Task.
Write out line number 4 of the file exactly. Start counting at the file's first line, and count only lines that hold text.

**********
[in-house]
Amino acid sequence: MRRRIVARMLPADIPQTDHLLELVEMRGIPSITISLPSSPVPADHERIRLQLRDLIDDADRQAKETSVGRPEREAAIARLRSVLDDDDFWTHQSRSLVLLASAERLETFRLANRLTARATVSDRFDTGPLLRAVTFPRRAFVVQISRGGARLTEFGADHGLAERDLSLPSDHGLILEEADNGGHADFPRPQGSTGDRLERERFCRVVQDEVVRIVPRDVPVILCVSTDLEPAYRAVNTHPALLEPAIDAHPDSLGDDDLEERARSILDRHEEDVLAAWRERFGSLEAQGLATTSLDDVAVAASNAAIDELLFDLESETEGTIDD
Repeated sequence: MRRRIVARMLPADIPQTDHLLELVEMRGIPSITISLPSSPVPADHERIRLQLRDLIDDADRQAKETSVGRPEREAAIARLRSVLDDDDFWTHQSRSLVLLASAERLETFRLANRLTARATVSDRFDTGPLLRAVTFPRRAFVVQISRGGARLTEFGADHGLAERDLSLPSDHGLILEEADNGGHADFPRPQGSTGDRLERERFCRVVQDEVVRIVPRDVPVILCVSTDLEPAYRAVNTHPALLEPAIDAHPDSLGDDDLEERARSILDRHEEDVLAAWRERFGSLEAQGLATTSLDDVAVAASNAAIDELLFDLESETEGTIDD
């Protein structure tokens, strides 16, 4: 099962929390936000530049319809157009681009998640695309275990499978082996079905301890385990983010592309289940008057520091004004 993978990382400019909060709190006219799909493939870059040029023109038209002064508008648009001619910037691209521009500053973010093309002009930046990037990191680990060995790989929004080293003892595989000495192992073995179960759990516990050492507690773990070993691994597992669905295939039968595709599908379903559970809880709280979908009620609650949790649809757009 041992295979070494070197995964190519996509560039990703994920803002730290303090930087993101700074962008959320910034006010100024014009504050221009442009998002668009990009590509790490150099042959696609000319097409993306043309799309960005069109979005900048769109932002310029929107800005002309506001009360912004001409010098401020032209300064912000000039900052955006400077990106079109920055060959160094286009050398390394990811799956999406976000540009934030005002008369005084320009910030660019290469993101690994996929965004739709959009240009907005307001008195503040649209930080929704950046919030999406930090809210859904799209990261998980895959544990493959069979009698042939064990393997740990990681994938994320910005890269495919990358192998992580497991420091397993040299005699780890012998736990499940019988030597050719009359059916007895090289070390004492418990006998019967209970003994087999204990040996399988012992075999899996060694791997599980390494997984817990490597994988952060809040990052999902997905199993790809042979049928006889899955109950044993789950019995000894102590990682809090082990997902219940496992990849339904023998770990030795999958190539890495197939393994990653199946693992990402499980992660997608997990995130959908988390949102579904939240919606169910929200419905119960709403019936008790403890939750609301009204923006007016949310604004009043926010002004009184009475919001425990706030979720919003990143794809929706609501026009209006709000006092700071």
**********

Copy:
């Protein structure tokens, strides 16, 4: 099962929390936000530049319809157009681009998640695309275990499978082996079905301890385990983010592309289940008057520091004004 993978990382400019909060709190006219799909493939870059040029023109038209002064508008648009001619910037691209521009500053973010093309002009930046990037990191680990060995790989929004080293003892595989000495192992073995179960759990516990050492507690773990070993691994597992669905295939039968595709599908379903559970809880709280979908009620609650949790649809757009 041992295979070494070197995964190519996509560039990703994920803002730290303090930087993101700074962008959320910034006010100024014009504050221009442009998002668009990009590509790490150099042959696609000319097409993306043309799309960005069109979005900048769109932002310029929107800005002309506001009360912004001409010098401020032209300064912000000039900052955006400077990106079109920055060959160094286009050398390394990811799956999406976000540009934030005002008369005084320009910030660019290469993101690994996929965004739709959009240009907005307001008195503040649209930080929704950046919030999406930090809210859904799209990261998980895959544990493959069979009698042939064990393997740990990681994938994320910005890269495919990358192998992580497991420091397993040299005699780890012998736990499940019988030597050719009359059916007895090289070390004492418990006998019967209970003994087999204990040996399988012992075999899996060694791997599980390494997984817990490597994988952060809040990052999902997905199993790809042979049928006889899955109950044993789950019995000894102590990682809090082990997902219940496992990849339904023998770990030795999958190539890495197939393994990653199946693992990402499980992660997608997990995130959908988390949102579904939240919606169910929200419905119960709403019936008790403890939750609301009204923006007016949310604004009043926010002004009184009475919001425990706030979720919003990143794809929706609501026009209006709000006092700071």